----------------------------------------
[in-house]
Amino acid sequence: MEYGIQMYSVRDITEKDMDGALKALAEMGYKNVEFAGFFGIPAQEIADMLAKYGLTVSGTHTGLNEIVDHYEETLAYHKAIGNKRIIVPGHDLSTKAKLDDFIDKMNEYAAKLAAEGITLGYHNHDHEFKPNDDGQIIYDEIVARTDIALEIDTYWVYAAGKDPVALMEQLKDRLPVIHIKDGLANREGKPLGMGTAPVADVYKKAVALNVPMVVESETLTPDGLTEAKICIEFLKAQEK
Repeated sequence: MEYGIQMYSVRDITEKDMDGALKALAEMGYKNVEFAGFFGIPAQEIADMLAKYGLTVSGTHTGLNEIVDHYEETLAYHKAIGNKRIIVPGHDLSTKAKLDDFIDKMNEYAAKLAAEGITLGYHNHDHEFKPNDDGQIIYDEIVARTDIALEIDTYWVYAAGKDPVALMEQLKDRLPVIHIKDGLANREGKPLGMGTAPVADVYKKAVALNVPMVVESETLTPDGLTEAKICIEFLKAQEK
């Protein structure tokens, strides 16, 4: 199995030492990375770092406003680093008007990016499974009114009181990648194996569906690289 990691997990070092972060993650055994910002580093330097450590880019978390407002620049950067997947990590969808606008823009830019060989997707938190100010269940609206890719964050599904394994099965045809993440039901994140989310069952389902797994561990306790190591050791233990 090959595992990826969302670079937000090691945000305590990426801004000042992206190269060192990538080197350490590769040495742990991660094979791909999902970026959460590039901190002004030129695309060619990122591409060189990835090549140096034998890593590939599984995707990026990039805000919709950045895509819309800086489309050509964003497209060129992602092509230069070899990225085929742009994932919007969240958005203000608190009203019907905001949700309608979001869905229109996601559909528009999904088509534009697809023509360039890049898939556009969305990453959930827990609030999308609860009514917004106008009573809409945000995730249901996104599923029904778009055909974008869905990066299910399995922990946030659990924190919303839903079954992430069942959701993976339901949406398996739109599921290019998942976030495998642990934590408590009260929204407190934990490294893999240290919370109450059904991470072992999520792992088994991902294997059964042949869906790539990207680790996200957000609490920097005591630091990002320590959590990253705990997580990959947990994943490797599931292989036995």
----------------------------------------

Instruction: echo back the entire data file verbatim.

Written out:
[in-house]
Amino acid sequence: MEYGIQMYSVRDITEKDMDGALKALAEMGYKNVEFAGFFGIPAQEIADMLAKYGLTVSGTHTGLNEIVDHYEETLAYHKAIGNKRIIVPGHDLSTKAKLDDFIDKMNEYAAKLAAEGITLGYHNHDHEFKPNDDGQIIYDEIVARTDIALEIDTYWVYAAGKDPVALMEQLKDRLPVIHIKDGLANREGKPLGMGTAPVADVYKKAVALNVPMVVESETLTPDGLTEAKICIEFLKAQEK
Repeated sequence: MEYGIQMYSVRDITEKDMDGALKALAEMGYKNVEFAGFFGIPAQEIADMLAKYGLTVSGTHTGLNEIVDHYEETLAYHKAIGNKRIIVPGHDLSTKAKLDDFIDKMNEYAAKLAAEGITLGYHNHDHEFKPNDDGQIIYDEIVARTDIALEIDTYWVYAAGKDPVALMEQLKDRLPVIHIKDGLANREGKPLGMGTAPVADVYKKAVALNVPMVVESETLTPDGLTEAKICIEFLKAQEK
């Protein structure tokens, strides 16, 4: 199995030492990375770092406003680093008007990016499974009114009181990648194996569906690289 990691997990070092972060993650055994910002580093330097450590880019978390407002620049950067997947990590969808606008823009830019060989997707938190100010269940609206890719964050599904394994099965045809993440039901994140989310069952389902797994561990306790190591050791233990 090959595992990826969302670079937000090691945000305590990426801004000042992206190269060192990538080197350490590769040495742990991660094979791909999902970026959460590039901190002004030129695309060619990122591409060189990835090549140096034998890593590939599984995707990026990039805000919709950045895509819309800086489309050509964003497209060129992602092509230069070899990225085929742009994932919007969240958005203000608190009203019907905001949700309608979001869905229109996601559909528009999904088509534009697809023509360039890049898939556009969305990453959930827990609030999308609860009514917004106008009573809409945000995730249901996104599923029904778009055909974008869905990066299910399995922990946030659990924190919303839903079954992430069942959701993976339901949406398996739109599921290019998942976030495998642990934590408590009260929204407190934990490294893999240290919370109450059904991470072992999520792992088994991902294997059964042949869906790539990207680790996200957000609490920097005591630091990002320590959590990253705990997580990959947990994943490797599931292989036995």